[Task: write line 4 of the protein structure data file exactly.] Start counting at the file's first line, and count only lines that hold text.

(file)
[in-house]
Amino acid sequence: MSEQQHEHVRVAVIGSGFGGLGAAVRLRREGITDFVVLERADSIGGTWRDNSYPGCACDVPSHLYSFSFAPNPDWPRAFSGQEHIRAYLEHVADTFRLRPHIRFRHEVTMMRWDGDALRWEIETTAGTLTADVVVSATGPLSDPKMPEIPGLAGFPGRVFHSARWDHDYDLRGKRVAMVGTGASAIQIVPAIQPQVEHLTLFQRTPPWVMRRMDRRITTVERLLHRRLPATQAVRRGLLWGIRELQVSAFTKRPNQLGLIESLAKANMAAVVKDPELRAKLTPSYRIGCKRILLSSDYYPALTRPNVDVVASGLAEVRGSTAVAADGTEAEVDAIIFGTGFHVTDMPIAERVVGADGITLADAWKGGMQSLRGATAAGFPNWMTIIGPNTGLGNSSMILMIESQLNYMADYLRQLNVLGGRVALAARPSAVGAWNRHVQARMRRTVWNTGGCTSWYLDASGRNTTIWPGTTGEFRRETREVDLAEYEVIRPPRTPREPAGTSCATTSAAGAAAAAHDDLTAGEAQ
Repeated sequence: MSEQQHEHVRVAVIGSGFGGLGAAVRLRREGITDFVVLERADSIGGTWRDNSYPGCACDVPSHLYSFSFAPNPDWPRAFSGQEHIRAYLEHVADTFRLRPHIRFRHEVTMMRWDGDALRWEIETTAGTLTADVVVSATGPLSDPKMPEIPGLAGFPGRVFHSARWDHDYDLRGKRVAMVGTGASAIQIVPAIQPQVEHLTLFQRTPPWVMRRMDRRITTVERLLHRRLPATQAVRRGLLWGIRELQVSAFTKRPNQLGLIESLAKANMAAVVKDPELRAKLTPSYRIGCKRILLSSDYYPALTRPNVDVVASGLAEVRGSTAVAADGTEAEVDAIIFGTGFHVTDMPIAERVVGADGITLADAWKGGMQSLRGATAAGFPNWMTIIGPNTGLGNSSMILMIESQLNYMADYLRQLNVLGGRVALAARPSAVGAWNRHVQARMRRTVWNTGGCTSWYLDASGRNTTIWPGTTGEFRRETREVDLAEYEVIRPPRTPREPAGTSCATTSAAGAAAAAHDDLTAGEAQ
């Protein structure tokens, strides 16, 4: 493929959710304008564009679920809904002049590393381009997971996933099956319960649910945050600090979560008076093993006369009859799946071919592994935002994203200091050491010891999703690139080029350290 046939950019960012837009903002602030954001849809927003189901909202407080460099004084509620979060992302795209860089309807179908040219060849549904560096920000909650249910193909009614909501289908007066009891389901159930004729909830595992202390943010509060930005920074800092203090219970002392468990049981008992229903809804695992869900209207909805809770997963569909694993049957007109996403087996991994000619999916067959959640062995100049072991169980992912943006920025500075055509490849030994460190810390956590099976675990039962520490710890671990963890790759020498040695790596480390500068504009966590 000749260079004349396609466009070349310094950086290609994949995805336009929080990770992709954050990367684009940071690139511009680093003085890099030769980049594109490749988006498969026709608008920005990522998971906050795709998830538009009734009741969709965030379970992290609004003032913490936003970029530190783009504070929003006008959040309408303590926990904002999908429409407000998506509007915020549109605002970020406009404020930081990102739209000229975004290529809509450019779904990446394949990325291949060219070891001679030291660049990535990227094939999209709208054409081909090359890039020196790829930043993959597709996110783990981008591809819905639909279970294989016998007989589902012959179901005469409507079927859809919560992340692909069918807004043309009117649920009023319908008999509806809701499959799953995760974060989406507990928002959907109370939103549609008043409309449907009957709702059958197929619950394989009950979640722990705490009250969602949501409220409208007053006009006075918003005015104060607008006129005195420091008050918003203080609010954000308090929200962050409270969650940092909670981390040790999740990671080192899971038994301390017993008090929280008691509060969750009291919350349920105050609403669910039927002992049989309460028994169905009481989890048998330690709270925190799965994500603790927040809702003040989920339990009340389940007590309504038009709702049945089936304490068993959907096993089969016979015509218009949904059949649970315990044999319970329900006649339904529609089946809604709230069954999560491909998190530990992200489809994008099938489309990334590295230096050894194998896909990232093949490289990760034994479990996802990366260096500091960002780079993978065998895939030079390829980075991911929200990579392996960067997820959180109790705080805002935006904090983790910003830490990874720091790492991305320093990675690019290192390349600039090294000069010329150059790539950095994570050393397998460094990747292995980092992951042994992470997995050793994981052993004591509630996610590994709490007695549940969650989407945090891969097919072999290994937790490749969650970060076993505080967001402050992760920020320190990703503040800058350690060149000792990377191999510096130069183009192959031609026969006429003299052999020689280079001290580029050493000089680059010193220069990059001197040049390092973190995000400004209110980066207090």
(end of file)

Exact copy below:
């Protein structure tokens, strides 16, 4: 493929959710304008564009679920809904002049590393381009997971996933099956319960649910945050600090979560008076093993006369009859799946071919592994935002994203200091050491010891999703690139080029350290 046939950019960012837009903002602030954001849809927003189901909202407080460099004084509620979060992302795209860089309807179908040219060849549904560096920000909650249910193909009614909501289908007066009891389901159930004729909830595992202390943010509060930005920074800092203090219970002392468990049981008992229903809804695992869900209207909805809770997963569909694993049957007109996403087996991994000619999916067959959640062995100049072991169980992912943006920025500075055509490849030994460190810390956590099976675990039962520490710890671990963890790759020498040695790596480390500068504009966590 000749260079004349396609466009070349310094950086290609994949995805336009929080990770992709954050990367684009940071690139511009680093003085890099030769980049594109490749988006498969026709608008920005990522998971906050795709998830538009009734009741969709965030379970992290609004003032913490936003970029530190783009504070929003006008959040309408303590926990904002999908429409407000998506509007915020549109605002970020406009404020930081990102739209000229975004290529809509450019779904990446394949990325291949060219070891001679030291660049990535990227094939999209709208054409081909090359890039020196790829930043993959597709996110783990981008591809819905639909279970294989016998007989589902012959179901005469409507079927859809919560992340692909069918807004043309009117649920009023319908008999509806809701499959799953995760974060989406507990928002959907109370939103549609008043409309449907009957709702059958197929619950394989009950979640722990705490009250969602949501409220409208007053006009006075918003005015104060607008006129005195420091008050918003203080609010954000308090929200962050409270969650940092909670981390040790999740990671080192899971038994301390017993008090929280008691509060969750009291919350349920105050609403669910039927002992049989309460028994169905009481989890048998330690709270925190799965994500603790927040809702003040989920339990009340389940007590309504038009709702049945089936304490068993959907096993089969016979015509218009949904059949649970315990044999319970329900006649339904529609089946809604709230069954999560491909998190530990992200489809994008099938489309990334590295230096050894194998896909990232093949490289990760034994479990996802990366260096500091960002780079993978065998895939030079390829980075991911929200990579392996960067997820959180109790705080805002935006904090983790910003830490990874720091790492991305320093990675690019290192390349600039090294000069010329150059790539950095994570050393397998460094990747292995980092992951042994992470997995050793994981052993004591509630996610590994709490007695549940969650989407945090891969097919072999290994937790490749969650970060076993505080967001402050992760920020320190990703503040800058350690060149000792990377191999510096130069183009192959031609026969006429003299052999020689280079001290580029050493000089680059010193220069990059001197040049390092973190995000400004209110980066207090």